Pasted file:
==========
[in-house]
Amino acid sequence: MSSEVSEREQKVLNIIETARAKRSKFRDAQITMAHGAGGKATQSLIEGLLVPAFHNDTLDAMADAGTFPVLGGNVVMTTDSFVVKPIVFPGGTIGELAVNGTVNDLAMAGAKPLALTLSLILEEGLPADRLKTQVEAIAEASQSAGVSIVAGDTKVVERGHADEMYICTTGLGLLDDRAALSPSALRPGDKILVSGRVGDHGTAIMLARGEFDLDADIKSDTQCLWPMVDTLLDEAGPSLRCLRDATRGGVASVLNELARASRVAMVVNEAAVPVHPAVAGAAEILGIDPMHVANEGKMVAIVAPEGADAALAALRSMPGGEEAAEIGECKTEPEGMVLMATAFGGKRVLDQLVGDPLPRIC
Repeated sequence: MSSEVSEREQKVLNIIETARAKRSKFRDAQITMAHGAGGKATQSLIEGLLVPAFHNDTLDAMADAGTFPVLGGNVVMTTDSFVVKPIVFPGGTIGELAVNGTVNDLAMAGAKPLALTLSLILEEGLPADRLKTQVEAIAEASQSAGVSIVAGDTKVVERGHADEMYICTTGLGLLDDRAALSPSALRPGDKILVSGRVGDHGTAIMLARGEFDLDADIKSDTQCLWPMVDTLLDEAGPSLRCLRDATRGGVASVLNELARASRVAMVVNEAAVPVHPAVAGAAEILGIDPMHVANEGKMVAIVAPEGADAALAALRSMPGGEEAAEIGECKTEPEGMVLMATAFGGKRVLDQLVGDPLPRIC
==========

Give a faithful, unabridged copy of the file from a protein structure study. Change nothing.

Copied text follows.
[in-house]
Amino acid sequence: MSSEVSEREQKVLNIIETARAKRSKFRDAQITMAHGAGGKATQSLIEGLLVPAFHNDTLDAMADAGTFPVLGGNVVMTTDSFVVKPIVFPGGTIGELAVNGTVNDLAMAGAKPLALTLSLILEEGLPADRLKTQVEAIAEASQSAGVSIVAGDTKVVERGHADEMYICTTGLGLLDDRAALSPSALRPGDKILVSGRVGDHGTAIMLARGEFDLDADIKSDTQCLWPMVDTLLDEAGPSLRCLRDATRGGVASVLNELARASRVAMVVNEAAVPVHPAVAGAAEILGIDPMHVANEGKMVAIVAPEGADAALAALRSMPGGEEAAEIGECKTEPEGMVLMATAFGGKRVLDQLVGDPLPRIC
Repeated sequence: MSSEVSEREQKVLNIIETARAKRSKFRDAQITMAHGAGGKATQSLIEGLLVPAFHNDTLDAMADAGTFPVLGGNVVMTTDSFVVKPIVFPGGTIGELAVNGTVNDLAMAGAKPLALTLSLILEEGLPADRLKTQVEAIAEASQSAGVSIVAGDTKVVERGHADEMYICTTGLGLLDDRAALSPSALRPGDKILVSGRVGDHGTAIMLARGEFDLDADIKSDTQCLWPMVDTLLDEAGPSLRCLRDATRGGVASVLNELARASRVAMVVNEAAVPVHPAVAGAAEILGIDPMHVANEGKMVAIVAPEGADAALAALRSMPGGEEAAEIGECKTEPEGMVLMATAFGGKRVLDQLVGDPLPRIC